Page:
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 The Large Magellanic Cloud. Infrared image: NASA/JPL-Caltech/STScI


Nov 11, 2008
Half-Massed Star

Red supergiant stars and mysterious streamers of gas make the Large Magellanic Cloud a fertile ground for scientific speculation about its attributes. Of course, no mainstream theories include electricity as a formative agent.

European observers have known the Large Magellanic Cloud (LMC) and the Small Magellanic Cloud (SMC) since the time when Ferdinand Magellan attempted a circumnavigation of the globe in 1519. Of course, Australian Aboriginal people as well as other groups south of the equator have known about their existence since time immemorial.

According to standard astronomical distance calculations, the LMC is 160,000 light-years from Earth and is referred to as a “dwarf galaxy”, one of a few that orbit the Milky Way.

In the image at the top of the page, the Spitzer Space Telescope has resolved the LMC with astonishing detail. Hundreds of thousands of objects can be seen: “cool, old stars” in the blue regions and “hot, young stars” in the bright regions. The blobs of gas and dust that appear reddish in the image are glowing with the heat generated by the stars inside them, according to astronomers.

One puzzling aspect to the LMC is the long tail of hydrogen gas that flows out behind the galaxy (as well as from the SMC). Some researchers suggest that the gas (called the Magellanic Stream) formed because tidal influences from the Milky Way drew material out in a gravitational tug. Others have speculated that the hydrogen was cast off due to gas pressure as the Clouds accelerate through the thin mist of gases that encompass our Galaxy.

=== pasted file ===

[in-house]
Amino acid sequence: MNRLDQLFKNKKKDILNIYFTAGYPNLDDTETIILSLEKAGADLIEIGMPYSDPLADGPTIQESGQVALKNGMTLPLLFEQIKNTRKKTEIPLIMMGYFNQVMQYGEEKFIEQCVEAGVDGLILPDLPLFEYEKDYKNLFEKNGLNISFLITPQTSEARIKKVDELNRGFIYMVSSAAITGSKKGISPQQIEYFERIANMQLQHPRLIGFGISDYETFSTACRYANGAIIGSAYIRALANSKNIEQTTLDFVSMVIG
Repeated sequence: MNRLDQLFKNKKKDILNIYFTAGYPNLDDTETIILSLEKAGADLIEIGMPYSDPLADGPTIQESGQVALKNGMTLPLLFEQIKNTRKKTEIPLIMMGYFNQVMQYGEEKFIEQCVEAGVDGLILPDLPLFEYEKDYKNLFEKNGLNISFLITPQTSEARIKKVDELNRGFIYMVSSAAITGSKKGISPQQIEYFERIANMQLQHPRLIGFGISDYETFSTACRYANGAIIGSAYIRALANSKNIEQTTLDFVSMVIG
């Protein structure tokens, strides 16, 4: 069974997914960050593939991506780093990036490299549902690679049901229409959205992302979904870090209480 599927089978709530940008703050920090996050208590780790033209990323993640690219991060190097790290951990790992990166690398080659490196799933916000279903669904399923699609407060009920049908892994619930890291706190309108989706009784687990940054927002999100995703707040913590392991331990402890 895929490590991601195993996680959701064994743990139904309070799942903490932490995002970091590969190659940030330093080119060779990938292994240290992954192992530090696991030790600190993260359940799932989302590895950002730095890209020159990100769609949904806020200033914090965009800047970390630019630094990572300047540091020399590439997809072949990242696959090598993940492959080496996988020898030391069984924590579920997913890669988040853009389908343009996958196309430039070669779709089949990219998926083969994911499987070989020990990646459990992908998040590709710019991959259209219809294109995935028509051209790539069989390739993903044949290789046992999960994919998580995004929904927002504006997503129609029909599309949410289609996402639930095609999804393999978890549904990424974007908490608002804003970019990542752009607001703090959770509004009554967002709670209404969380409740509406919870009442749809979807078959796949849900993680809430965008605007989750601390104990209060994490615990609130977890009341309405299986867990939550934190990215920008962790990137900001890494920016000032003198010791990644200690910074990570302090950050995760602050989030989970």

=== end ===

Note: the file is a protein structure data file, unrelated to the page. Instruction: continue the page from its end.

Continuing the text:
"We've been left with a real mystery," said Gurtina Besla from the Harvard-Smithsonian Center for Astrophysics in September 2007. In future studies, Besla and her associates plan to use “n-body” calculations to determine how the Magellanic Stream was formed. From the perspective of the Electric Universe hypothesis, however, making use of formulae that rely solely upon Newtonian dynamics will not provide an accurate representation of the hydrogen stream. Ignoring the long-range attraction and short-range repulsion interactions from electric currents flowing through the dusty plasma means that forces far more powerful than gravity are not being considered.

Recently, the European Organization for Astronomical Research in the Southern Hemisphere (ESO) announced another puzzle in the LMC, a gigantic star that appears to be far less massive than it should be.

WOH G64 is an example of a red supergiant star (according to the conventional interpretation of the Hertzsprung-Russell diagram) and is over 2000 times the diameter of our Sun.

Said Keiichi Ohnaka, who led the team investigating the unusual star: "Previous estimates gave an initial mass of 40 times the mass of the Sun to WOH G64. But this was a real problem as it was way too cold, compared to what theoretical models predict for such a massive star. Its existence couldn't be explained."